From Utah to Vanuatu: Champions League goes global

Uefa's flagship tournament has inspired copycat versions from Salt Lake to the South Seas. Glenn Moore charts the expansion

Saturday 30 April 2011 00:00 BST

Real's Champions League dream turned sour this week, beaten at home by the opposition's star South American, but at least their obsessive coach took defeat with dignity.

No, not him, this was the other Real, the one in Utah, Real Salt Lake of North America's MLS. And just as there is more than one Real, there is more than one Champions League. RSL were playing in the Concacaf (North and Central America and Caribbean) version. The success of Uefa's competition has resulted in copycat versions, all with a mix of group stages and knock-out ties, appearing all over the globe. There's an AFC Champions League, an OFC Champions League, a Caf Champions League, everything except a KFC Champions League.

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As a result, Real's Rio Tinto Stadium, in a city better known for its Mormon heritage, is not the most unlikely place to stage a Champions League final this month. The Melanesian archipelago Vanuatu hosted the first leg of the Oceania Football Confederation version.

In the States, Real Salt Lake lost the second leg of the ConcaChampions League final to Mexico's Monterey. A 2-2 first-leg draw had raised hopes that they would become the first MLS team to win the competition, but a first-half injury-time goal from Chile striker Humberto Suazo proved decisive. Real's coach, Jason Kreis, said the night was "a disappointment" but he was "proud" of his team's performances. Though this was the sixth successive Mexican triumph he did not suggest his team were victims of a conspiracy.

Such allegations are more common in Africa with Zimbabwe's Dynamos recently railing at perceived North African collusion after an Egyptian referee oversaw their 3-0 defeat in Algeria. After an injury-time goal sent MC Algiers through, Dynamos coach Lloyd Mutasa, presumably unaware of the bitter rivalry between Algeria and Egypt, said: "Such acts of robbery make you question whether it's worth being part of the Caf Champions League. Personally, I think it's a waste of time as some unfortunate teams, without the financial muscle, get trampled on."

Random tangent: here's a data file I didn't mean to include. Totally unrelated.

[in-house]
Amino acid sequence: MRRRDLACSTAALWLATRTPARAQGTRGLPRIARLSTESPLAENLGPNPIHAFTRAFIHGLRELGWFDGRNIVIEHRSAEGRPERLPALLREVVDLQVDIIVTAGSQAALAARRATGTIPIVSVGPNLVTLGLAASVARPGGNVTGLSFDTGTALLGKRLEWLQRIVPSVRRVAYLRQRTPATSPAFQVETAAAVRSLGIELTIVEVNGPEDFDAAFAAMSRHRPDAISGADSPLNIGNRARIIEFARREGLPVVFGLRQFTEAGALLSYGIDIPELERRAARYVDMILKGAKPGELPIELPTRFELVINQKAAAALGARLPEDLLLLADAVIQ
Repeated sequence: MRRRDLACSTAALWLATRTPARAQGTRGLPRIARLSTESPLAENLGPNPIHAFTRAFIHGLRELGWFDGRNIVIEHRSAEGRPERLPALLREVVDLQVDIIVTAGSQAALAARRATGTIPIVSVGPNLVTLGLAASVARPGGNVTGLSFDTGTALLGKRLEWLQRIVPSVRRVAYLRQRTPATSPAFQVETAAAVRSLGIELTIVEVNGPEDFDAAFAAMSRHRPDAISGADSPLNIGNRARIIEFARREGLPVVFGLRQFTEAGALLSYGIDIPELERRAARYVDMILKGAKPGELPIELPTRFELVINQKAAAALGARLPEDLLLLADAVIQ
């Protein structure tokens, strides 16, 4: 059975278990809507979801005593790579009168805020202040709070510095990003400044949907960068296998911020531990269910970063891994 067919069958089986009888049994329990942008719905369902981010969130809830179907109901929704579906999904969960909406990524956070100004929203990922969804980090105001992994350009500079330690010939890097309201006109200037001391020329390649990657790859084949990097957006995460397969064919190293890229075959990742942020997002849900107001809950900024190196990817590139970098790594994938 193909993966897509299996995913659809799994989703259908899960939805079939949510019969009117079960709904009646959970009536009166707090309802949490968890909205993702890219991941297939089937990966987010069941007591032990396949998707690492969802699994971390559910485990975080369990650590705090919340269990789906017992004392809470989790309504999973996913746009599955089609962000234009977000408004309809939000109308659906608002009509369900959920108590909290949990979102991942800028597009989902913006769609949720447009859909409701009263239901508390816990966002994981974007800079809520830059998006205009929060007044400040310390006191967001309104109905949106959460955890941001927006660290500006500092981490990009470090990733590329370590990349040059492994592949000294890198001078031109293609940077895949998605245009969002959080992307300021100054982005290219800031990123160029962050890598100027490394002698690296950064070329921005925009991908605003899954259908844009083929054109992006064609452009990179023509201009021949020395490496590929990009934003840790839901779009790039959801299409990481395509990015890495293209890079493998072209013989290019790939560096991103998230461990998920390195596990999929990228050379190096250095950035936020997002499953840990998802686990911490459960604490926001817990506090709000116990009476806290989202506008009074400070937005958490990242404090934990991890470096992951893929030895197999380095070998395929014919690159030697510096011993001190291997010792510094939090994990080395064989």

Dynamos' anger is in part because they will have lost money during their campaign. The Uefa Champions League may be a cash-cow but the African version is more like the Europa League, a drain on resources until the latter stages. Only clubs reaching the eight-team group stage receive any prize money. This year, Botswana's Township Rollers withdrew for financial reasons. South African teams, in theory being among the continent's strongest, have won the competition only once. They focus on more lucrative domestic prizes.

However, the US$200,000 on offer for making the group stages is twice as much as was at stake in Utah, while in Oceania there is no prize money at all. That is hardly surprising given the region's lack of wealth and footballing heritage since Australia switched to the Asian confederation. However, the 8,000 who sat on the grassy banks of Port Vila's Korman Stadium in Vanuatu will have been aware that the prize was as great for local club Amical FC and Auckland City as that at Wembley next month.

That is because of the other driving force in the proliferation of Champions Leagues: Fifa's Club World Cup. This may be lightly regarded in England, but it has huge significance elsewhere, not least for financial reasons. Merely qualifying is worth $500,000, a fortune to many clubs, while making the final, as Congo's TP Mazembe did this year, is worth $4m, plus the attendant sponsor-attracting publicity.

The one continent that does not have a Champions League is South America. It is not just out of regional pride they have resisted copying Uefa; the Copa Libertadores is not only hugely successful in its own right, it is, in many ways, the precursor of the European competition. The European Cup itself was prompted by the South American Championship of Champions in 1948, a one-off tournament staged in Chile, and though the Copa Libertadores did not begin until 1960 it adopted a group format as early as 1962 and invited non-champions (initially runners-up) four years later. Though many of the best South Americans play in Europe it remains a high-profile, high-quality competition.

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